Effective sourcing and procurement needs to consider an end-to end-perspective. Although many companies have initiated Sourcing and Procurement improvement programs in the past, many continue to face significant challenges in attaining and sustaining procurement savings. Challenges include:

Attaining accurate and complete visibility of spend across company;
Leveraging scale across diverse divisions and operating groups (purchasing power);

Segmenting spend and applying the appropriate category management and sourcing strategy to each category (Centralized, Central-Led, Decentralized);

Outlining clear ownership, accountability and fiscal responsibility around spend management;
Driving efficiency and effectiveness of procure-to-pay processes and clarity of roles and responsibilities;

Managing risks associated with poorly-written contracts;
Controlling spend and ensuring contract compliance across the organization;

Realizing benefits of past and future technology investments;
Building and retaining procurement skills and category expertise in strategic spend areas.

To address these challenges, developed a holistic approach linking strategy, governance and execution to not only drive benefits, but also sustain and improve upon those over time. Including, building world-class and sustainable procurement capabilities within a company’s procurement processes, organizational structures and technology solutions.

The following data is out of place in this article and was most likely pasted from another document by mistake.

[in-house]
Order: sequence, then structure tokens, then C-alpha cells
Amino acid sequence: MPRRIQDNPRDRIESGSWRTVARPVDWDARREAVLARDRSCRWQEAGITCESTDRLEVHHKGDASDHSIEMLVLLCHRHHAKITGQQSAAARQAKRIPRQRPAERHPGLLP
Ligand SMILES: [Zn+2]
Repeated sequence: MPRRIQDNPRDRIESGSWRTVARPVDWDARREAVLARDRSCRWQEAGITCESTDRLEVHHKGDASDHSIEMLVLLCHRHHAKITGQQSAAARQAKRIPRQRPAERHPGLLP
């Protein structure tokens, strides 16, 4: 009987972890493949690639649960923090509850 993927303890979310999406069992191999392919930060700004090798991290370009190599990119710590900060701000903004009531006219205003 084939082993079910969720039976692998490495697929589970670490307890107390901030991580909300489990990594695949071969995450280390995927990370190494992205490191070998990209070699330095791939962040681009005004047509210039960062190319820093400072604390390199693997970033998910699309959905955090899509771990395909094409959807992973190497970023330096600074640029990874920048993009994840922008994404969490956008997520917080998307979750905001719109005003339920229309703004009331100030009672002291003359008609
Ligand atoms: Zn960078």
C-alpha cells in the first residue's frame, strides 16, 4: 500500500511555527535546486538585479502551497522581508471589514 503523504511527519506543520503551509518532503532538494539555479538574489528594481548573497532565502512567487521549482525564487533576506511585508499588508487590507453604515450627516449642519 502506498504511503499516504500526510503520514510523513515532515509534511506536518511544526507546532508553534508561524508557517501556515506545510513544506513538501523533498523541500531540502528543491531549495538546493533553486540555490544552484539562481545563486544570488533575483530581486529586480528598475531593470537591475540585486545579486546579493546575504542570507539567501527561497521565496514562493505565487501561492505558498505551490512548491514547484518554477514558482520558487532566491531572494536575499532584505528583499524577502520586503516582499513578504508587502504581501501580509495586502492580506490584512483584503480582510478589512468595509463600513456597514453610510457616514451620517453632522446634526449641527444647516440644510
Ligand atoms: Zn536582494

It is more important to establish effective capabilities within the procurement organization to achieve continual savings. Organizations should also set up a strategic procurement team. Strategic procurement is an organization-wide process. It requires input from all departments and functional areas for an organization.

This team sets the overall direction for procurement, aligned with the business strategy. The team will then use the data from the strategic procurement process to develop and implement a strategic procurement plan.